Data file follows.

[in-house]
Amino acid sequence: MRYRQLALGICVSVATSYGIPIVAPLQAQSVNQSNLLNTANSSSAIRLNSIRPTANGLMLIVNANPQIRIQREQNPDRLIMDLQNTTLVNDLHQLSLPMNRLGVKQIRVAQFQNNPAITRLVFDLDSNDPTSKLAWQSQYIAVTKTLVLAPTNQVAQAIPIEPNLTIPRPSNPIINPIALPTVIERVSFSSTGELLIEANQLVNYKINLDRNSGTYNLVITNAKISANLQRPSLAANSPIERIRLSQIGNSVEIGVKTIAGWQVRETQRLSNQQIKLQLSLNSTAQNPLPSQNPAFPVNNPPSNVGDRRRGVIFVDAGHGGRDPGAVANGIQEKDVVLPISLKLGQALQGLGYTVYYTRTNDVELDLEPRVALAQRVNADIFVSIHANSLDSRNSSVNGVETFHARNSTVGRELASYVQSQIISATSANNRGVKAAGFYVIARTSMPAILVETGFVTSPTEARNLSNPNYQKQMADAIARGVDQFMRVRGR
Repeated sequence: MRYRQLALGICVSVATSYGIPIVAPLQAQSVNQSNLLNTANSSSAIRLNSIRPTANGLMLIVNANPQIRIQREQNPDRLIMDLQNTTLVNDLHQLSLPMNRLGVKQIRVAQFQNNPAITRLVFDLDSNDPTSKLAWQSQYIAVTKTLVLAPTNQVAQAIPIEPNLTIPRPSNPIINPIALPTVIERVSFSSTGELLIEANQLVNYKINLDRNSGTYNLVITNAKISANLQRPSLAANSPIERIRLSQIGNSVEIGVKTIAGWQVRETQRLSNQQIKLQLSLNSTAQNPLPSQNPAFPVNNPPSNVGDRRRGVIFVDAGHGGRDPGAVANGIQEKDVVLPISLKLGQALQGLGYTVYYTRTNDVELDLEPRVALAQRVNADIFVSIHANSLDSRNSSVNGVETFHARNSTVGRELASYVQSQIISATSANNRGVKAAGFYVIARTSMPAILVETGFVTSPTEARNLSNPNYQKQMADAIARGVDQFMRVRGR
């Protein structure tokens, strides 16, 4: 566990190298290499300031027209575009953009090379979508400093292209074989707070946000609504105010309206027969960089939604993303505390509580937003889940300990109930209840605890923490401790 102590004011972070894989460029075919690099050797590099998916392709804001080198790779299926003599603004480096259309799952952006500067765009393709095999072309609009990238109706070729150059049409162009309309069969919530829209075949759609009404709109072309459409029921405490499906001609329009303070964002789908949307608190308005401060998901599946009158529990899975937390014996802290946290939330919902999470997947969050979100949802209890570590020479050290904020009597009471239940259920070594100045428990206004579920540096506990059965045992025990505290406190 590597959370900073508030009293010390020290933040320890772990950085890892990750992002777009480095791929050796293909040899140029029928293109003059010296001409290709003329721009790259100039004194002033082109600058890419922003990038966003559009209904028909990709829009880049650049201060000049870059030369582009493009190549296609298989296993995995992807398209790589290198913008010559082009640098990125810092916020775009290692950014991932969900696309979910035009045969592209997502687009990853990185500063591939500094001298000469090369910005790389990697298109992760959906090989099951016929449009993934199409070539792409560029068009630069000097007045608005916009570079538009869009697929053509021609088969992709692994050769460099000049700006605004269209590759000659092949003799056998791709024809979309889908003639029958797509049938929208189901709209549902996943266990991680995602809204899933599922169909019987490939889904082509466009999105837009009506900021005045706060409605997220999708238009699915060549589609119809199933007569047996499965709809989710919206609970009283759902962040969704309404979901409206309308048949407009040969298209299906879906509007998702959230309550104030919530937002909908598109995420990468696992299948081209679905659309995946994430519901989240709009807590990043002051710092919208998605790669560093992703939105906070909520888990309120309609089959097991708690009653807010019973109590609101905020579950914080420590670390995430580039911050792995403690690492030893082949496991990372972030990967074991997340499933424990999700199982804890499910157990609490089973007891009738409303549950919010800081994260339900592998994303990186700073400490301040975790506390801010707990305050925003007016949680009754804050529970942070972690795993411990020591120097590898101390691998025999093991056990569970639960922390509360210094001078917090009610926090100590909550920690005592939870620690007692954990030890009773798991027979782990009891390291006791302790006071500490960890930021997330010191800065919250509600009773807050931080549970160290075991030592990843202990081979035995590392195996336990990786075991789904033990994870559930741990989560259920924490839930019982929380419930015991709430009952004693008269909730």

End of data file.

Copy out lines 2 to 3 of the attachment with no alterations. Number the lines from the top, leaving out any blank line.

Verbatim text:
Amino acid sequence: MRYRQLALGICVSVATSYGIPIVAPLQAQSVNQSNLLNTANSSSAIRLNSIRPTANGLMLIVNANPQIRIQREQNPDRLIMDLQNTTLVNDLHQLSLPMNRLGVKQIRVAQFQNNPAITRLVFDLDSNDPTSKLAWQSQYIAVTKTLVLAPTNQVAQAIPIEPNLTIPRPSNPIINPIALPTVIERVSFSSTGELLIEANQLVNYKINLDRNSGTYNLVITNAKISANLQRPSLAANSPIERIRLSQIGNSVEIGVKTIAGWQVRETQRLSNQQIKLQLSLNSTAQNPLPSQNPAFPVNNPPSNVGDRRRGVIFVDAGHGGRDPGAVANGIQEKDVVLPISLKLGQALQGLGYTVYYTRTNDVELDLEPRVALAQRVNADIFVSIHANSLDSRNSSVNGVETFHARNSTVGRELASYVQSQIISATSANNRGVKAAGFYVIARTSMPAILVETGFVTSPTEARNLSNPNYQKQMADAIARGVDQFMRVRGR
Repeated sequence: MRYRQLALGICVSVATSYGIPIVAPLQAQSVNQSNLLNTANSSSAIRLNSIRPTANGLMLIVNANPQIRIQREQNPDRLIMDLQNTTLVNDLHQLSLPMNRLGVKQIRVAQFQNNPAITRLVFDLDSNDPTSKLAWQSQYIAVTKTLVLAPTNQVAQAIPIEPNLTIPRPSNPIINPIALPTVIERVSFSSTGELLIEANQLVNYKINLDRNSGTYNLVITNAKISANLQRPSLAANSPIERIRLSQIGNSVEIGVKTIAGWQVRETQRLSNQQIKLQLSLNSTAQNPLPSQNPAFPVNNPPSNVGDRRRGVIFVDAGHGGRDPGAVANGIQEKDVVLPISLKLGQALQGLGYTVYYTRTNDVELDLEPRVALAQRVNADIFVSIHANSLDSRNSSVNGVETFHARNSTVGRELASYVQSQIISATSANNRGVKAAGFYVIARTSMPAILVETGFVTSPTEARNLSNPNYQKQMADAIARGVDQFMRVRGR